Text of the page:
- Eliminating 95% of carbon emissions from the U.S. energy system will require deployment of 30 GW of new solar capacity each year from now to 2025 and 60 GW per year from 2025 to 2030, according to an analysis out Wednesday from the U.S. Department of Energy.
Producing 95% carbon-free electricity is possible without raising electricity prices, according to the report, but removing the final 5% of emissions could increase energy costs by 25%.
Michelle Davis, principal analyst on Wood Mackenzie’s solar team, noted in a statement that while she agrees with the study about the need to double and even quadruple solar deployment, actually installing solar at that rate “will be an incredible challenge for this industry, which is already running up against bottlenecks and challenges as it has grown over the last few years.”
Drumming up demand for solar won't be the primary challenge that stands in the way of the solar installation goals outlined in Wednesday's report, according to Davis.
The DOE report models a potential path to 95% clean energy by 2035 and 100% by 2050, concluding that the U.S. will have to double its yearly solar installations by 2025 and "ramp up to 60 GWAC per year from 2025 to 2030." Last year, the U.S. installed 15 GW of solar capacity, according to the report.
The report then goes on to tout the benefits of increased solar adoption, including the potential creation of 500,000 to 1.5 million jobs by 2035, increased electrification of buildings and transportation, and decreased water use. It notes some barriers — including the need for careful planning to maintain stability — but dismisses others, saying material supplies and land availability don't necessarily need to constrain deployment.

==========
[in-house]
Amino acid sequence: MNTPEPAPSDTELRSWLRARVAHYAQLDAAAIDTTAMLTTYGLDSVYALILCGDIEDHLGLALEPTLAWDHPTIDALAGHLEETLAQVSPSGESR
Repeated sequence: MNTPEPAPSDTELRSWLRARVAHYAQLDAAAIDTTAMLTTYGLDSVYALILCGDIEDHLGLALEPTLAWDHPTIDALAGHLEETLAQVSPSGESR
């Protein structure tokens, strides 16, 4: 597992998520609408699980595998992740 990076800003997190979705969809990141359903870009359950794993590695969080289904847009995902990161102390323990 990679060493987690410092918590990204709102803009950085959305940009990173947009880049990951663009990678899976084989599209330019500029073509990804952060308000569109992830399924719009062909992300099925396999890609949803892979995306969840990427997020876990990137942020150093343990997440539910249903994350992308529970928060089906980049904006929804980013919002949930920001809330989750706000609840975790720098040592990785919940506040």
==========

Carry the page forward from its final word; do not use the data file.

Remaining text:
Davis, however, noted significant barriers on the near horizon. The challenge, she said, is that between supply-side constraints and growing demand, the industry is already struggling to keep pace at 15 GW, never mind 30 GW or 60 GW.
“This is the first quarter that pricing for solar systems increased both year over year and quarter over quarter since 2014,” Davis said.
Davis noted that increased prices for commodities such as steel and aluminum have translated to either higher costs or project delays as developers wait in the hope that supply chains will loosen up and prices will fall. Batteries remain in short supply due to insufficient manufacturing capacity, she said, and project siting remains a challenge.
“Utilities are grappling with how to handle enormous growth in interconnection requests, both for utility-scale and distributed solar projects. This initiates transmission and distribution studies, which can take multiple years. Even once the studies are completed, the costs can be so high that many projects are deemed unviable,” Davis said. “On top of this, additional transmission and distribution capacity will be needed. Historically, new transmission and distribution build-out hasn’t kept up with the pace of renewable energy deployments.”
Davis also said that tariffs on solar modules continue to increase the cost of solar in the U.S.
The release of Wednesday's report coincided with the delivery of a letter to Congress by 750 companies in the solar industry, calling on federal leaders to support “robust investments” in clean energy to increase demand for solar. The letter argued for an extension of the investment tax credit, the addition of a direct-pay provision to the tax credit, and upgrades to accommodate new renewable energy as it is deployed, among other policies.
While financial incentives will help increase solar deployment, Davis said, other federal and state policies will be necessary to accelerate the growth of solar and ensure the U.S. hits the targets outlined in Wednesday's report.